4. Matt Armstrong says:

    Hi Fiona,

    Did you ever write an episode for All Saints or Blue Heelers? Would you have liked to?


    • fiona says:

      Hi Matt, I did not write for either of those shows. I did sit in on a Blue Heelers story day once when I was studying screenwriting. It’s always a great idea to that if you get the chance. You get to hear how an episode is plotted, and how writers and editors go about solving story problems. Would I have liked to? I can’t say either show was a particular favourite, but I can’t imagine I would have turned down the work if it had been offered.

  5. Hi Fiona,

    Just wondering something. I’m on holidays and I was hoping you could look over one of my scripts I’ve written lately (if you have time). I’ve asked Louise Crane-Bowes, however even though she would love to, she couldn’t receive unsolicited scripts. Any chance you could read over it for me? You don’t have to, though.


    • fiona says:

      Hi there, Matt,

      I’m sorry but due to time constraints (ie my own work is NEVER finished) I have a policy of not reading students’ work. But I thought I might share with you some thoughts on your pursuit of professional TV scriptwriting. I’m going to suggest it might be a good idea to reallocate this from short-term goal to medium- or long-term goal. My reasons for saying this is that I’m almost certain that no TV show will hire someone to write scripts while they are still at school. Probably the biggest reason for this is that one of essential requirements for writing is some life experience. A tertiary qualification is often helpful too.

      Now, I’m definitely not saying you should stop writing TV scripts for your own interest and to hone your craft. In fact your motivation and enthusiasm and dedication will mean that when you are old enough to start doing this work, if you are still interested in it at that time, you will be well ahead of the game. And there’s no doubt that the more you write the better you get, so do keep writing!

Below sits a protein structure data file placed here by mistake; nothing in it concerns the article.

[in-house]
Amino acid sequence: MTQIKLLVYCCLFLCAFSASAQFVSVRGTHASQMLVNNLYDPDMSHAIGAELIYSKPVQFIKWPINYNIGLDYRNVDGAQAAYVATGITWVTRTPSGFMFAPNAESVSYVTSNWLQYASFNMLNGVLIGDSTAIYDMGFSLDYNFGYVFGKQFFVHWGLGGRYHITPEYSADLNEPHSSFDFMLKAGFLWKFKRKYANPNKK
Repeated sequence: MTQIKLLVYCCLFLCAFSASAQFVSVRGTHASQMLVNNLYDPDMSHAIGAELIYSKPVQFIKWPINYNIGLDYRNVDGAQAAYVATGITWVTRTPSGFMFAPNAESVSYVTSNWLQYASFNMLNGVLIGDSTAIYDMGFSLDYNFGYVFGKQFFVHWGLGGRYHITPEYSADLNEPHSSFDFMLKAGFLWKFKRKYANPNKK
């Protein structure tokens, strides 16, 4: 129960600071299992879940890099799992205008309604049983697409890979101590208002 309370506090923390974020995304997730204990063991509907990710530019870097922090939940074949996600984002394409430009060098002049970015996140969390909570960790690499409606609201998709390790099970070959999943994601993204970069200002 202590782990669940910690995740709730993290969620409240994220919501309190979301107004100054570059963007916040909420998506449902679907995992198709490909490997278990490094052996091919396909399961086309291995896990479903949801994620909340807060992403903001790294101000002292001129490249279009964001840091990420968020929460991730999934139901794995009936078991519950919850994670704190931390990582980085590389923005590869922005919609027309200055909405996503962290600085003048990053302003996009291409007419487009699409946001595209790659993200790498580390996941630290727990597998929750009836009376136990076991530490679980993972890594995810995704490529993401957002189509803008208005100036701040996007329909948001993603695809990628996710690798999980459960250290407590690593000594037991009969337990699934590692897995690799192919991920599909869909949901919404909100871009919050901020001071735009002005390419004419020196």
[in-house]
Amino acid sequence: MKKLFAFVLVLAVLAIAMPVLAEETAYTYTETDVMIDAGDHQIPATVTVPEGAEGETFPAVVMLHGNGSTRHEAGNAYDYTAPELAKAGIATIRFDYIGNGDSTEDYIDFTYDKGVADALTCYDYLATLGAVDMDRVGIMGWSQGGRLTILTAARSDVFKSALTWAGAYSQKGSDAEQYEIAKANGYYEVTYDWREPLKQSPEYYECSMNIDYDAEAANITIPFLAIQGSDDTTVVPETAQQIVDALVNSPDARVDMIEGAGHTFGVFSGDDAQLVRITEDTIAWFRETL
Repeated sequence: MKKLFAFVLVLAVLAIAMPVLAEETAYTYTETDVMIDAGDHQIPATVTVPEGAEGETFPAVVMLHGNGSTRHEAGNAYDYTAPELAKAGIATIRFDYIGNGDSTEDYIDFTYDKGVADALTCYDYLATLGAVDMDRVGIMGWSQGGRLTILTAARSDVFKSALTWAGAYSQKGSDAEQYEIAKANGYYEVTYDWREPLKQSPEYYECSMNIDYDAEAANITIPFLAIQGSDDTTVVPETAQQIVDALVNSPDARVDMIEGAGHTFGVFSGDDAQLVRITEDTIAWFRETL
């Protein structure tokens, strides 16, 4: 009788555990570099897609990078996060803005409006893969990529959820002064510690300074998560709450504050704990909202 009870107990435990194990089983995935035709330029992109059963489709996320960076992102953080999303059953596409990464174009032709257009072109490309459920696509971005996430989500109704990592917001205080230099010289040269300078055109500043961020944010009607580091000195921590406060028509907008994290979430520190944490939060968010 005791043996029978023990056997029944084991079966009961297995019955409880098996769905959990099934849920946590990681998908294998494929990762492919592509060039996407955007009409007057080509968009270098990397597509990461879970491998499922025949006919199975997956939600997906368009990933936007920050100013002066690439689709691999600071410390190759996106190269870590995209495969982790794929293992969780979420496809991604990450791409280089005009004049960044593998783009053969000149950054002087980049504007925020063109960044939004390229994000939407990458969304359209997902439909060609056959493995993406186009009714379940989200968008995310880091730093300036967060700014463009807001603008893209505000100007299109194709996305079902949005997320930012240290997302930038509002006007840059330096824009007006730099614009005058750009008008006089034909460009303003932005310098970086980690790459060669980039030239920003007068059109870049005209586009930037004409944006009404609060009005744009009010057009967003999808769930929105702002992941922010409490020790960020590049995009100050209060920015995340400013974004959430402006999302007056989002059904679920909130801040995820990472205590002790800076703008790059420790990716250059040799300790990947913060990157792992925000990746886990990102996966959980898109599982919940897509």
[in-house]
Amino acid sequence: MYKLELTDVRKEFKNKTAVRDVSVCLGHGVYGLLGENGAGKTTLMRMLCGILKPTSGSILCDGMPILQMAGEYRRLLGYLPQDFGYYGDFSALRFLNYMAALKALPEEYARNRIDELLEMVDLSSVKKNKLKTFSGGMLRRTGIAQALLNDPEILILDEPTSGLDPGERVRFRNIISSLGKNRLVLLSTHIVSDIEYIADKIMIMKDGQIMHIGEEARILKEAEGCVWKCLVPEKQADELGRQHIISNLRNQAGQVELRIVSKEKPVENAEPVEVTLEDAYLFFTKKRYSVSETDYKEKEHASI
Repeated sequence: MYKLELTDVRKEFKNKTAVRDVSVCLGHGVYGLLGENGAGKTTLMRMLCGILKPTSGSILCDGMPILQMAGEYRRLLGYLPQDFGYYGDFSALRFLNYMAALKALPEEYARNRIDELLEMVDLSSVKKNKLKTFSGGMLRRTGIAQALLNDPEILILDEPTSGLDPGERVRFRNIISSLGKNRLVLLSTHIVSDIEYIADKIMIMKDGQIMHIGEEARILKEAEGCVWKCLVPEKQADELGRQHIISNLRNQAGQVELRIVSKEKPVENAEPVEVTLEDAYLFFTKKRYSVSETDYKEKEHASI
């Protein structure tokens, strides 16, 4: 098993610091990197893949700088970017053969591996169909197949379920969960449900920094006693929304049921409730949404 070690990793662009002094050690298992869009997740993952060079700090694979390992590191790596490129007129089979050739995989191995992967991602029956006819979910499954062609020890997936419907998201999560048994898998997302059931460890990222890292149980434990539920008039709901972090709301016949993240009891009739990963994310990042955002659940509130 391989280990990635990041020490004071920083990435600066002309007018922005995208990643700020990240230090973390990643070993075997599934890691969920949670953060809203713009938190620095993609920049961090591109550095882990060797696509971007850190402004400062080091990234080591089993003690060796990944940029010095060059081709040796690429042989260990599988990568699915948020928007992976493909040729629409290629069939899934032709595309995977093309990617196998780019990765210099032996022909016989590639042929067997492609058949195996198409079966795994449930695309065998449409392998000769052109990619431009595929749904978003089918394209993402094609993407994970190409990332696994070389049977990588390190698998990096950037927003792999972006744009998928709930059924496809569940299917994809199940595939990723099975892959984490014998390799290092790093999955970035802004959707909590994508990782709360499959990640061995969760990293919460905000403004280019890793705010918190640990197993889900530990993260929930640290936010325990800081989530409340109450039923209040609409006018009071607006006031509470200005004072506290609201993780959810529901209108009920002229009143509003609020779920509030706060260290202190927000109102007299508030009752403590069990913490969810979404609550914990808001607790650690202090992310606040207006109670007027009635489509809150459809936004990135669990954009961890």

Maybe it would be a good idea for you to form a writing group where you and some friends can look at each other’s writing. You might even ask an english or drama teacher, or librarian at school next year if they know of any other students who share your interest in writing for performance. This can often be a great cross-age activity. If you have a group in place you can then broaden your writing outlook and, for instance, you might film short performances or readings either of stuff you write yourselves, or, say, selected scenes from plays you are studying, or film scripts you like.

      Also – keep a look out for any opportunities for student workshops on TV skills such as dialogue writing.

      The other things that occurs to me is that you might also like to look at something like short-story writing. The narrative and character creation skills needed for this will be of tremendous use to you in future TV writing. But it is a much simpler thing to achieve! All you need is your ideas, and a computer. If you decide this is of interest to you, the other good thing about it is that there are lots of opportunities specifically for school-aged writers. I know there is, for example, a John Marsden writing competition each year. An internet search will probably throw up plenty more.

      Finally, if there is a youth theatre group in your area, it might be a good idea to look into joining that. This also relates directly to your interest in TV in that it involves looking at performance, and with any luck, writing for performance. Here in Melbourne we have St Martins Theatre and Arena Theatre, but I’m not sure if there is anything similar in your region.

      I hope this gives you some food for thought and some avenues for further enjoyment of writing. Once again, congratulations on your focus and motivation.

      ps. I think your last message might have disappeared in a techno-glitch, but you mentioned liking Lisa MCune’s work, so I thought I would let you know that I met Lisa at a Reef Doctors story meeting, and she is just as lovely in real life as she seems to be when you see her acting. You are probably going to ask when the show is going to air, and I don’t know, but I think it’s sometime in 2013.

  6. Hi, Fiona.

    The ‘Reef Doctors’ wikipedia page ( was updated today and I’m glad to see your name on there. Really looking forward to it.

    PS. Are there episode titles or are they called Episode One, Episode Two etc.?

    • fiona says:

      Hi Matt,

      You know more than I do! I’m pretty sure we were just using numbers, but they may have titled them since they were written. I wrote the second, and the second last.